Dark horse restaurant wins are such a boon, even better than an unexpected basket of bagels at the staff meeting or finding a crumpled five-spot at the bottom of the wash. Maybe it’s something to do with that delightfully old-school modus operandi of underselling and over-delivering.
Yes, it still occasionally happens—despite the common glut of over-tweezed preview pictures, cattle-call media events, and endless streams of soft-opening selfies on Facebook—that an ambitious restaurant can open for business and slip under the radar of this careful critic. Take West Chester’s Haci Grill, which opened in June with little of the PR blitz you’d associate with a downtown spot of similar magnitude. Co-owners Naile Panayirci and Comert Ardic, who met through Panayirci’s father, have placed a shrewd, calculated bet. Their stretch of Tylersville Road supports a thriving Middle Eastern community—a halal grocery store, a mosque, an Islamic community center, even another worthy competitor, Sultan’s Mediterranean Cuisine—and word of mouth is cheap and reliable advertising. It appears to be working.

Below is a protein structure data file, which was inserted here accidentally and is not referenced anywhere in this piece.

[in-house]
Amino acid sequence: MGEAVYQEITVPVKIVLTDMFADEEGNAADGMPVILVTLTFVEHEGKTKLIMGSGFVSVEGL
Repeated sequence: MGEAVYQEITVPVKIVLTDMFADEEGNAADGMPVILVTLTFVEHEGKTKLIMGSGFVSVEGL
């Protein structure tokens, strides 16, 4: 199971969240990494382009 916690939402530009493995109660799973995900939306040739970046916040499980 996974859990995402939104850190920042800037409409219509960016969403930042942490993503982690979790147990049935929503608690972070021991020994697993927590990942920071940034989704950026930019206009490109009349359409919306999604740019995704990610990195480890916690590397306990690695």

There’s a humble yet focused confidence that permeates Haci Grill, which suggests Panayirci and Ardic are committed to the long haul. Sand-colored walls surround a spacious hundred-seat dining room festooned with heavy red-and-white-clothed tables and bamboo window treatments. Entrées are served in hefty copper chafers. Even the take-out menus are printed on vivid, glossy cardstock, a sign these owners have invested heavily. The restaurant’s very name, the Turkish word for pilgrimage, announces itself as worth a trip. Faith in the cuisine is well-placed. Ardic is an experienced chef, with stints in New York, Chicago, and Atlanta. He has a knack for corralling intense flavors that outshine individual ingredients and his riff on humble Turkish classics creates a menu full of surprises.